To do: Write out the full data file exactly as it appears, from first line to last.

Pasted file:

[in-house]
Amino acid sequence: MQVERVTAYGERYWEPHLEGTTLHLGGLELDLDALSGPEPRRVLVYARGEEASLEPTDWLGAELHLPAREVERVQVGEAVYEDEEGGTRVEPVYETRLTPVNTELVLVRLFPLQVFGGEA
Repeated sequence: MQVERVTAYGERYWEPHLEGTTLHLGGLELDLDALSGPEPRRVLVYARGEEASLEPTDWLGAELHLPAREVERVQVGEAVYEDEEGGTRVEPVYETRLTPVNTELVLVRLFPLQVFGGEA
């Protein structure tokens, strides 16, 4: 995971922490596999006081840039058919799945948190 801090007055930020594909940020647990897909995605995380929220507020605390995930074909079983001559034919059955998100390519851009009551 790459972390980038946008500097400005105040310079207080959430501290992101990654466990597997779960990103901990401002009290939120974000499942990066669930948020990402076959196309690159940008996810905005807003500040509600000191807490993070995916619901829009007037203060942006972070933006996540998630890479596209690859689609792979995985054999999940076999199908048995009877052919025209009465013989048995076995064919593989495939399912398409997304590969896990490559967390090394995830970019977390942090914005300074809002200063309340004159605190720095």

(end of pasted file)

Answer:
[in-house]
Amino acid sequence: MQVERVTAYGERYWEPHLEGTTLHLGGLELDLDALSGPEPRRVLVYARGEEASLEPTDWLGAELHLPAREVERVQVGEAVYEDEEGGTRVEPVYETRLTPVNTELVLVRLFPLQVFGGEA
Repeated sequence: MQVERVTAYGERYWEPHLEGTTLHLGGLELDLDALSGPEPRRVLVYARGEEASLEPTDWLGAELHLPAREVERVQVGEAVYEDEEGGTRVEPVYETRLTPVNTELVLVRLFPLQVFGGEA
């Protein structure tokens, strides 16, 4: 995971922490596999006081840039058919799945948190 801090007055930020594909940020647990897909995605995380929220507020605390995930074909079983001559034919059955998100390519851009009551 790459972390980038946008500097400005105040310079207080959430501290992101990654466990597997779960990103901990401002009290939120974000499942990066669930948020990402076959196309690159940008996810905005807003500040509600000191807490993070995916619901829009007037203060942006972070933006996540998630890479596209690859689609792979995985054999999940076999199908048995009877052919025209009465013989048995076995064919593989495939399912398409997304590969896990490559967390090394995830970019977390942090914005300074809002200063309340004159605190720095």